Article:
That lower levels of growth hormone lead to greater longevity in short-lived mammals has been comprehensively established. The longest-lived genetically engineered mice are those in which the growth hormone activity has been suppressed in some way, such as via knockout of the growth hormone receptor. Short-lived species have far more plastic life spans than we do, however: the analogous population of humans with a growth hormone receptor mutation, those with Laron syndrome, certainly don't exhibit the same large increase in life span. So to what degree do natural variations in growth hormone activity impact human longevity? The open access paper here adds more data to the existing evidence:
Genetic disruption of the insulin/insulin-like growth factor 1 (IGF-1) signaling (IIS) pathway can delay aging and promote longevity in a wide variety of species. In mammalian species, growth hormone (GH) plays a pivotal role in the regulation of the IIS pathway and mutations affecting GH action have consistently been shown to alter lifespan. Increased longevity in mice can be induced by mutations that result in GH deficiency. However, little is known about how more subtle differences in GH/IGF-1 secretion would affect human longevity. Interestingly, female centenarians were found to be enriched for rare mutations causing slight IGF-1 resistance and resulting in a somewhat smaller stature. Likewise, we previously observed that a combination of polymorphisms in the GH/IIS pathway, linked to smaller stature in female octogenarians, was associated with better survival in old age. However, to the best of our knowledge, no study has assessed the association of human longevity with GH secretion.
GH secretion by somatotrophic cells in the anterior lobe of the pituitary gland is stimulated by growth hormone-releasing hormone (GHRH) and inhibited by somatostatin, both produced by the hypothalamus. GH exerts its functions by binding to GH receptors located on tissue target cells. A key function of GH is to stimulate production of IGF-1 by the liver, which subsequently inhibits GH secretion via negative feedback. Circulating IGF-1 is mostly bound to binding proteins of which insulin-like growth factor binding protein 3 (IGFBP3) is the most abundant. The IGF-1/IGFBP3 molar ratio is considered an indicator of IGF-1 bioavailability. In humans, many other tissues besides the liver express GH receptors indicating that GH may exert effects independent from IGF-1. To identify determinants of human longevity, the Leiden Longevity Study (LLS) included offspring of long-lived families that are enriched for exceptional longevity and partners thereof, serving as a control group. Indeed, offspring were found to have less age-related diseases and reduced mortality compared with controls. Previously, no differences were observed between offspring and controls in circulating IGF-1 concentrations. However, the magnitude and control of GH secretion have not yet been studied in human familial longevity. Therefore, we aim in this study to compare GH secretion parameters and the strength of GH secretion control signals between offspring of long-lived families and age-matched controls.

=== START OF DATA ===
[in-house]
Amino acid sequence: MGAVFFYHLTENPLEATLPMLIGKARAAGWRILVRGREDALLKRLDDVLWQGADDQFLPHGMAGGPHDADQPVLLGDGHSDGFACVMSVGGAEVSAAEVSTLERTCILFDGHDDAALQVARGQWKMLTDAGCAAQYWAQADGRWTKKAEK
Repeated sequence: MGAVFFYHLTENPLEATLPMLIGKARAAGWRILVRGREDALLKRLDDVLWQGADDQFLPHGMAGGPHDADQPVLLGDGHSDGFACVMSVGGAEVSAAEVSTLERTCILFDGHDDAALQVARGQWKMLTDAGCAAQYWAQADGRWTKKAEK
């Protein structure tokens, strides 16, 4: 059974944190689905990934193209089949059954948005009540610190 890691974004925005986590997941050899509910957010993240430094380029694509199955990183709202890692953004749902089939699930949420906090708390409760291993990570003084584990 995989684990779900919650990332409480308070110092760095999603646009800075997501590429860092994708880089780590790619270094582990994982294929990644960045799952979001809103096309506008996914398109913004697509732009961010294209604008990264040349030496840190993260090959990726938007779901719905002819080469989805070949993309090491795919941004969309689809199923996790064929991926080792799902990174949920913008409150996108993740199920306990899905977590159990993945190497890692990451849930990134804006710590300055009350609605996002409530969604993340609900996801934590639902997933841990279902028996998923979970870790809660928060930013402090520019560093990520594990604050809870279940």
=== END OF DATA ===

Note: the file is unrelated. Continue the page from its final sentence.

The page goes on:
The two main findings of this study are that GH secretion is lower and more tightly controlled in subjects enriched for familial longevity compared with age-matched controls. The observed association between reduced GH secretion and human familial longevity is in line with experimental studies in mice, which found that reduced GH action resulted in extended health and lifespans. Our results implicate the highly conserved GH/IGF-1 signaling pathway, which has been linked to delayed aging and longevity in numerous animal models, is also linked to human longevity. The observed differences in GH secretion between offspring and controls can probably not be explained by a faster clearance of GH from the blood, as the slow half-life was comparable between groups. We hypothesize that the offspring are therefore more efficient in regulating the magnitude and the timing of GH secretion. Our data strengthen the hypothesis that GH/IGF-1 signaling is a conserved mechanism implicated in mammalian longevity.